Authors:Robert Ashmead (U.S. Census Bureau) (Speaker) Eric Slud (U.S. Census Bureau)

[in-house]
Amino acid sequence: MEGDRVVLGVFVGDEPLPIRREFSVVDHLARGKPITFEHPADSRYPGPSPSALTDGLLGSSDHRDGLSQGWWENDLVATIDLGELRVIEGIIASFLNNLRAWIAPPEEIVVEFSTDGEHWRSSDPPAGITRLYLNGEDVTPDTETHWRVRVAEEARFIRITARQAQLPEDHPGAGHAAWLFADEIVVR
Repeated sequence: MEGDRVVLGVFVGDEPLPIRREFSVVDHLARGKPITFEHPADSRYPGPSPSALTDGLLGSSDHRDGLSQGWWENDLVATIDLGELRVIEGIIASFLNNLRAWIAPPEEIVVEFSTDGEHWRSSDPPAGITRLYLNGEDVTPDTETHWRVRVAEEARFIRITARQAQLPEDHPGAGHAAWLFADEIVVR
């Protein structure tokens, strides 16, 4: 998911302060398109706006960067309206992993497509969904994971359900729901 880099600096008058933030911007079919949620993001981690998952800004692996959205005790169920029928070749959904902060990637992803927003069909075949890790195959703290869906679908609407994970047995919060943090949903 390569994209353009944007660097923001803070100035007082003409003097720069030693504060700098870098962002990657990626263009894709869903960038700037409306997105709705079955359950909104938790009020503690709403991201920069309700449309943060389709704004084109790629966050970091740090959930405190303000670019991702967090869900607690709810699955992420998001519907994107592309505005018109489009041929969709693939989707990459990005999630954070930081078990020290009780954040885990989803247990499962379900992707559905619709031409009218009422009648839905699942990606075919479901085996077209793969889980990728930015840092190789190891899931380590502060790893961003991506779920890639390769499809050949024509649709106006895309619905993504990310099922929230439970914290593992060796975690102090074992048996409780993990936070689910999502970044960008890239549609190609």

In this talk we consider the dual problems of choosing between competing small area models and validating model assumptions in an area-level model. Many classes of small area models result in an estimate that is a convex combination of the direct and the synthetic estimate for a given area. Therefore, competing models may share the same direct estimates, but give different synthetic estimates as well as relative weight on the estimates. We discuss diagnostics for model validity and goodness of fit to choose between competing models. These methods include parametric bootstrap methods and those based on cross-validation, which are not ordinarily used in small area estimation. We use the example of small area models related to the U.S. Voting Rights Act Section 203, which are used to the estimate the number of limited-English proficient and illiterate persons in certain language minority groups by jurisdiction using data from the American Community Survey.
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